Magret de Canard

I HAD A MID-WEEK CRAVING for magret de canard, or duck breast, a dish I discovered when I moved to France. A must try in french cuisine selon moi. Although it sounds like a gourmet meal, in reality, it does not take long to prepare.

Over the years, I have learned that the key to successful magret preparation is to take your time. If you try to cook the breast too quickly, you will burn the fat or the meat will not be tender. The idea is took cook the magret slowly, draining the fat as it releases from the skin. In doing so, you fulfill two needs: the skin will be crispy and you conserve your duck fat for use elsewhere. Duck fat is lower in saturated fats than butter and carries its own delightful flavor. I use it in preparation of the potatoes.

For magret de canard 

1 large duck breast

5 garlic cloves, sliced

For potatoes  

10 small potatoes, washed and diced.

1 tablespoon butter

Salt, to taste

Place the magret skin side down in a frying pan and turn the heat to medium. Meanwhile, in a separate pan, melt butter and added your potatoes. Stir to coat with butter. Check on your duck. As fat starts to melt from the duck, transfer to the potatoes and stir. Transfer with moderation and put any remaining fat in a bowl for later use. You don’t want to leave the oil with the duck as it will cause it to burn, setting off your fire alarm! As the potatoes soften, gently smash them.  Place the skillet in the oven on 350F to finish off potatoes and crisp the top layer.  After about 20 minutes of frying the duck and pouring off the fat, flip the breast so the skin side is down and finish cooking for about 3-5 minutes depending on how well done you like it. Remove from heat and let the magret sit for a few minutes to seal in the juices. Meanwhile, fry sliced garlic cloves in duck fat. Remove potatoes from the oven. Slice the duck breast and place on top of potatoes. Sprinkle with garlic slices and serve. Enjoy!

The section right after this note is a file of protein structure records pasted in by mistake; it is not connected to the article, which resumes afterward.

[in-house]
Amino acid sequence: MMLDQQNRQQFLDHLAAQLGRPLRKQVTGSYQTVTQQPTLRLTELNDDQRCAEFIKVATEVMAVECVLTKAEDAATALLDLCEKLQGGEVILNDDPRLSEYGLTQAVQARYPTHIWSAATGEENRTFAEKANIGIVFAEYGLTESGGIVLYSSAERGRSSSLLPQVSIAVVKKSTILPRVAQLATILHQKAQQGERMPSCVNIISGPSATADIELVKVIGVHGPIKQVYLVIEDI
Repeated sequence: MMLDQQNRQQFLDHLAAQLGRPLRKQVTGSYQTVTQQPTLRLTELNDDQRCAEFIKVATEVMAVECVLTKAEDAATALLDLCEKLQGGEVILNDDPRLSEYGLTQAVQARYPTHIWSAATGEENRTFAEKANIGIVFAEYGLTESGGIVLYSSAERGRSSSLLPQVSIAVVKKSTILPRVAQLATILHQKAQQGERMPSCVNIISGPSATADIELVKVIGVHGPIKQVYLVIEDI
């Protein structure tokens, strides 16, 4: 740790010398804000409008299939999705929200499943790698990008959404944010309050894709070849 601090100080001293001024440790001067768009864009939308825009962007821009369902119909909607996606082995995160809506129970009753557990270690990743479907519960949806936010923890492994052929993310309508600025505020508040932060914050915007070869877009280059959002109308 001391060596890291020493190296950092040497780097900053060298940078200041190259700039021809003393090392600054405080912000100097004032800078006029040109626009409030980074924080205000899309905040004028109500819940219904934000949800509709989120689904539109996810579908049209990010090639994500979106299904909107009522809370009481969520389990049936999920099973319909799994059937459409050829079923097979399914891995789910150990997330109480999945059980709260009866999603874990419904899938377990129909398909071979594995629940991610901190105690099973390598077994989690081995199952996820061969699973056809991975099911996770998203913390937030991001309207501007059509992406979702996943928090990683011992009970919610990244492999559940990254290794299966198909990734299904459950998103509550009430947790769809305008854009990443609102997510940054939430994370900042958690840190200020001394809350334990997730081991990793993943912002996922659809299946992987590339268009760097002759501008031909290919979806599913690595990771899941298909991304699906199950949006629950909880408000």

Painted Ladies

Painted Lady Butterflies took over the Front Range this September, gracing the sky with an orange tinge and dainty wings. They frequented rose bushes and comfrey alike pollinating as they made their way south to Mexico for the winter. What struck me the most was their presence up in the mountains on a harsh, cold day, which they evidently have to cross before the first frost hits. Its rather amazing how something so small and seemingly unequipped for such a long journey can accomplish such a feat. Even amongst nature we find examples that “by small and simple things are great things brought to pass“.

Le Pavillon Vendôme

Tucked away in the periphery of Aix-en-Provence in the Faubourg des Cordeliers district and accessible from Rue Célony or Rue de la Molle, sits le Pavillon Vendôme, a spacious 17th century mansion overlooking a sumptuous French-style garden. Built as a haven to shelter the forbidden love of Louis II de Vendôme and Lucrèce de Forbin-Soliés -King Louis XIV opposed their marriage – the mansion was erected in between 1665 and 1667. 

It is written that upon nightfall, the Duke of Vendôme ushered into the mansion Lucrèce and her ladies in waiting, all of whom were disguised in masks to avoid being recognized. They became knowns among the peasants as “Birds of Prey”, “Las Machouettos” in the Provencal dialect and “Les Chouettes”, in French. Upon the death of the Duke, whispers said that is was Las Machouettos who had killed him.

The mansion is styled after classical Provencal architecture was built with Bibémus stones, which came from a quarry on the outskirts of Aix-en-Provence. At the time, the yellow luminous stones were very popular, but were later abandoned for similar stones of a higher grade sourced from Rognes, a village 30 minutes north of Aix en Provence.

The front facade of the mansion features various ornements including fruit garland meant to represent summer. There are two mascarons, stone carved human figures, flanking the entryway. These rather frightening figures served to deter evil spirits from penetrating the demure and some even said that the figures resemble Lucrèce de Forbin-Soliés.

The mansion has undergone changes since it’s original construction most notably the addition of a level during the 19th century.  The two stone consoles on the second floor for example once held the bustes of King Louis XIV and the dauphin.